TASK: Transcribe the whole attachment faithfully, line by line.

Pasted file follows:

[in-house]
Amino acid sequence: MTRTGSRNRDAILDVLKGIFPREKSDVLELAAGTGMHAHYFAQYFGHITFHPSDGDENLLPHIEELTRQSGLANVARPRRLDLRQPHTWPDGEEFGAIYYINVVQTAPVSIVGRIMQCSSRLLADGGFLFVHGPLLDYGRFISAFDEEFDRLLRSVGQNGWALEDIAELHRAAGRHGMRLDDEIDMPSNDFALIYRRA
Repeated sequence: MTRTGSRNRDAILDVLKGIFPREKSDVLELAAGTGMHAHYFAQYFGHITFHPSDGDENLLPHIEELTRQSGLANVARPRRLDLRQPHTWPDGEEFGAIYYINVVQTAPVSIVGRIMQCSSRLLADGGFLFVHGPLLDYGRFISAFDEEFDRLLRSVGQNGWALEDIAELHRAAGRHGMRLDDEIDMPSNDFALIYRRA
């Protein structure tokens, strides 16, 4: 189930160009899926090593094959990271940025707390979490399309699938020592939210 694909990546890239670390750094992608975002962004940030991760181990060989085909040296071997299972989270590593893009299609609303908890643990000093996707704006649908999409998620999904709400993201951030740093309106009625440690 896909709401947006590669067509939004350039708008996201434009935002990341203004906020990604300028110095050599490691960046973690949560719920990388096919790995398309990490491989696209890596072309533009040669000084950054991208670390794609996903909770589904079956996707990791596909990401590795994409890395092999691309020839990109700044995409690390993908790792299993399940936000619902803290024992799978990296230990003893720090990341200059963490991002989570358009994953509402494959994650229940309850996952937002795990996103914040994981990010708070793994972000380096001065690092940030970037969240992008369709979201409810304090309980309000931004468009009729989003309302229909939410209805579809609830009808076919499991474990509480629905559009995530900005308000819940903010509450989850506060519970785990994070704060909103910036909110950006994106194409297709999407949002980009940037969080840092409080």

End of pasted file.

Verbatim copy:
[in-house]
Amino acid sequence: MTRTGSRNRDAILDVLKGIFPREKSDVLELAAGTGMHAHYFAQYFGHITFHPSDGDENLLPHIEELTRQSGLANVARPRRLDLRQPHTWPDGEEFGAIYYINVVQTAPVSIVGRIMQCSSRLLADGGFLFVHGPLLDYGRFISAFDEEFDRLLRSVGQNGWALEDIAELHRAAGRHGMRLDDEIDMPSNDFALIYRRA
Repeated sequence: MTRTGSRNRDAILDVLKGIFPREKSDVLELAAGTGMHAHYFAQYFGHITFHPSDGDENLLPHIEELTRQSGLANVARPRRLDLRQPHTWPDGEEFGAIYYINVVQTAPVSIVGRIMQCSSRLLADGGFLFVHGPLLDYGRFISAFDEEFDRLLRSVGQNGWALEDIAELHRAAGRHGMRLDDEIDMPSNDFALIYRRA
């Protein structure tokens, strides 16, 4: 189930160009899926090593094959990271940025707390979490399309699938020592939210 694909990546890239670390750094992608975002962004940030991760181990060989085909040296071997299972989270590593893009299609609303908890643990000093996707704006649908999409998620999904709400993201951030740093309106009625440690 896909709401947006590669067509939004350039708008996201434009935002990341203004906020990604300028110095050599490691960046973690949560719920990388096919790995398309990490491989696209890596072309533009040669000084950054991208670390794609996903909770589904079956996707990791596909990401590795994409890395092999691309020839990109700044995409690390993908790792299993399940936000619902803290024992799978990296230990003893720090990341200059963490991002989570358009994953509402494959994650229940309850996952937002795990996103914040994981990010708070793994972000380096001065690092940030970037969240992008369709979201409810304090309980309000931004468009009729989003309302229909939410209805579809609830009808076919499991474990509480629905559009995530900005308000819940903010509450989850506060519970785990994070704060909103910036909110950006994106194409297709999407949002980009940037969080840092409080």